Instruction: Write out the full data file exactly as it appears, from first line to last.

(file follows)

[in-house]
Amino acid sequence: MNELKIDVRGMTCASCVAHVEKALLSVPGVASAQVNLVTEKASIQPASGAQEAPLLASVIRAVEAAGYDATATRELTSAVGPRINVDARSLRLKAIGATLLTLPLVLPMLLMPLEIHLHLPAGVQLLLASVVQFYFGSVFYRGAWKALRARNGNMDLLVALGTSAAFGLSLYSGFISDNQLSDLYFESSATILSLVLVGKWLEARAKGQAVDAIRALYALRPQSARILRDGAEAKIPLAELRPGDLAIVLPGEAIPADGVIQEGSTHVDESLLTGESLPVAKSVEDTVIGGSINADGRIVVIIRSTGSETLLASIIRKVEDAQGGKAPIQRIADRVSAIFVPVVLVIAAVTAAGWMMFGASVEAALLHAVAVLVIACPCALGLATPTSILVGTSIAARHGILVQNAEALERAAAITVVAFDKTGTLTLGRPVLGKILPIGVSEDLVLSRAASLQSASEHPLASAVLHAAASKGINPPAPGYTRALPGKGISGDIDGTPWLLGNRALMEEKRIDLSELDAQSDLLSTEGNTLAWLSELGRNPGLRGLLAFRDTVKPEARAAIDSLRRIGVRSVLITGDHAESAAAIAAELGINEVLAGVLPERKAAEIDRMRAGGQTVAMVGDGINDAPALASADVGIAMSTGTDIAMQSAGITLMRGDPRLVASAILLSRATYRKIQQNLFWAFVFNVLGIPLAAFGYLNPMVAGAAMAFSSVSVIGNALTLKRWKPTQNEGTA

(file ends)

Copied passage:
[in-house]
Amino acid sequence: MNELKIDVRGMTCASCVAHVEKALLSVPGVASAQVNLVTEKASIQPASGAQEAPLLASVIRAVEAAGYDATATRELTSAVGPRINVDARSLRLKAIGATLLTLPLVLPMLLMPLEIHLHLPAGVQLLLASVVQFYFGSVFYRGAWKALRARNGNMDLLVALGTSAAFGLSLYSGFISDNQLSDLYFESSATILSLVLVGKWLEARAKGQAVDAIRALYALRPQSARILRDGAEAKIPLAELRPGDLAIVLPGEAIPADGVIQEGSTHVDESLLTGESLPVAKSVEDTVIGGSINADGRIVVIIRSTGSETLLASIIRKVEDAQGGKAPIQRIADRVSAIFVPVVLVIAAVTAAGWMMFGASVEAALLHAVAVLVIACPCALGLATPTSILVGTSIAARHGILVQNAEALERAAAITVVAFDKTGTLTLGRPVLGKILPIGVSEDLVLSRAASLQSASEHPLASAVLHAAASKGINPPAPGYTRALPGKGISGDIDGTPWLLGNRALMEEKRIDLSELDAQSDLLSTEGNTLAWLSELGRNPGLRGLLAFRDTVKPEARAAIDSLRRIGVRSVLITGDHAESAAAIAAELGINEVLAGVLPERKAAEIDRMRAGGQTVAMVGDGINDAPALASADVGIAMSTGTDIAMQSAGITLMRGDPRLVASAILLSRATYRKIQQNLFWAFVFNVLGIPLAAFGYLNPMVAGAAMAFSSVSVIGNALTLKRWKPTQNEGTA